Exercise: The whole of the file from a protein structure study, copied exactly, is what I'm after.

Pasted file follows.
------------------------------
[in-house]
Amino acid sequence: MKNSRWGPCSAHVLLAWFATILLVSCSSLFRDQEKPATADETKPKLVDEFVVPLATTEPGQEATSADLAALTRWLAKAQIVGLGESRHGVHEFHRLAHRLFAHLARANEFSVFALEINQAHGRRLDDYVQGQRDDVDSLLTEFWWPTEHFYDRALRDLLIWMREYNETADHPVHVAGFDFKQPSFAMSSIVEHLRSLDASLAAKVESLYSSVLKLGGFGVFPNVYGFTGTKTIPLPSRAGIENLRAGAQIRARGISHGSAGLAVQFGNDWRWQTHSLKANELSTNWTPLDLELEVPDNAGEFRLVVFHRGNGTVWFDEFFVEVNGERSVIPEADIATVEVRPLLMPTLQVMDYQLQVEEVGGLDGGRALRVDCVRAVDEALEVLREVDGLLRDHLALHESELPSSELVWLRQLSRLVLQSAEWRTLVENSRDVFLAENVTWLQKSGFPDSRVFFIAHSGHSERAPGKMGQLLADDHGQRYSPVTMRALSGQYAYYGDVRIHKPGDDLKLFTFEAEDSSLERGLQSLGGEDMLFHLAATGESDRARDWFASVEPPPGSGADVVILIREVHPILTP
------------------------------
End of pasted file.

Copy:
[in-house]
Amino acid sequence: MKNSRWGPCSAHVLLAWFATILLVSCSSLFRDQEKPATADETKPKLVDEFVVPLATTEPGQEATSADLAALTRWLAKAQIVGLGESRHGVHEFHRLAHRLFAHLARANEFSVFALEINQAHGRRLDDYVQGQRDDVDSLLTEFWWPTEHFYDRALRDLLIWMREYNETADHPVHVAGFDFKQPSFAMSSIVEHLRSLDASLAAKVESLYSSVLKLGGFGVFPNVYGFTGTKTIPLPSRAGIENLRAGAQIRARGISHGSAGLAVQFGNDWRWQTHSLKANELSTNWTPLDLELEVPDNAGEFRLVVFHRGNGTVWFDEFFVEVNGERSVIPEADIATVEVRPLLMPTLQVMDYQLQVEEVGGLDGGRALRVDCVRAVDEALEVLREVDGLLRDHLALHESELPSSELVWLRQLSRLVLQSAEWRTLVENSRDVFLAENVTWLQKSGFPDSRVFFIAHSGHSERAPGKMGQLLADDHGQRYSPVTMRALSGQYAYYGDVRIHKPGDDLKLFTFEAEDSSLERGLQSLGGEDMLFHLAATGESDRARDWFASVEPPPGSGADVVILIREVHPILTP